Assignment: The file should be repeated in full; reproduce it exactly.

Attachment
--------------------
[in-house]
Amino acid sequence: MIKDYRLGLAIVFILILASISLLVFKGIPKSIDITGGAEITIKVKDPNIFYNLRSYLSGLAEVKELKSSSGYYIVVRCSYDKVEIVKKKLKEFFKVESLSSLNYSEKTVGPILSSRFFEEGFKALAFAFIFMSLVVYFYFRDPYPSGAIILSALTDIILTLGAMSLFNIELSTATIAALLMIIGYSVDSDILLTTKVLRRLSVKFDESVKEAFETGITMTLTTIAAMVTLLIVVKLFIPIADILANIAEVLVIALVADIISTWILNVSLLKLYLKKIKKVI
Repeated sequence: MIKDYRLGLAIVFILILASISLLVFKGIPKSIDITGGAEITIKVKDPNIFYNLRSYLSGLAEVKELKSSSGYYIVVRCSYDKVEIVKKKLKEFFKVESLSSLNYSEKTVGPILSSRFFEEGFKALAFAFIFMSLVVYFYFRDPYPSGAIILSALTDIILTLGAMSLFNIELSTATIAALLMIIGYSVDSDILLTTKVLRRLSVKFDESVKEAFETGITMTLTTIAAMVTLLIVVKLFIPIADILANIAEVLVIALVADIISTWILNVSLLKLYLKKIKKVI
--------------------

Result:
[in-house]
Amino acid sequence: MIKDYRLGLAIVFILILASISLLVFKGIPKSIDITGGAEITIKVKDPNIFYNLRSYLSGLAEVKELKSSSGYYIVVRCSYDKVEIVKKKLKEFFKVESLSSLNYSEKTVGPILSSRFFEEGFKALAFAFIFMSLVVYFYFRDPYPSGAIILSALTDIILTLGAMSLFNIELSTATIAALLMIIGYSVDSDILLTTKVLRRLSVKFDESVKEAFETGITMTLTTIAAMVTLLIVVKLFIPIADILANIAEVLVIALVADIISTWILNVSLLKLYLKKIKKVI
Repeated sequence: MIKDYRLGLAIVFILILASISLLVFKGIPKSIDITGGAEITIKVKDPNIFYNLRSYLSGLAEVKELKSSSGYYIVVRCSYDKVEIVKKKLKEFFKVESLSSLNYSEKTVGPILSSRFFEEGFKALAFAFIFMSLVVYFYFRDPYPSGAIILSALTDIILTLGAMSLFNIELSTATIAALLMIIGYSVDSDILLTTKVLRRLSVKFDESVKEAFETGITMTLTTIAAMVTLLIVVKLFIPIADILANIAEVLVIALVADIISTWILNVSLLKLYLKKIKKVI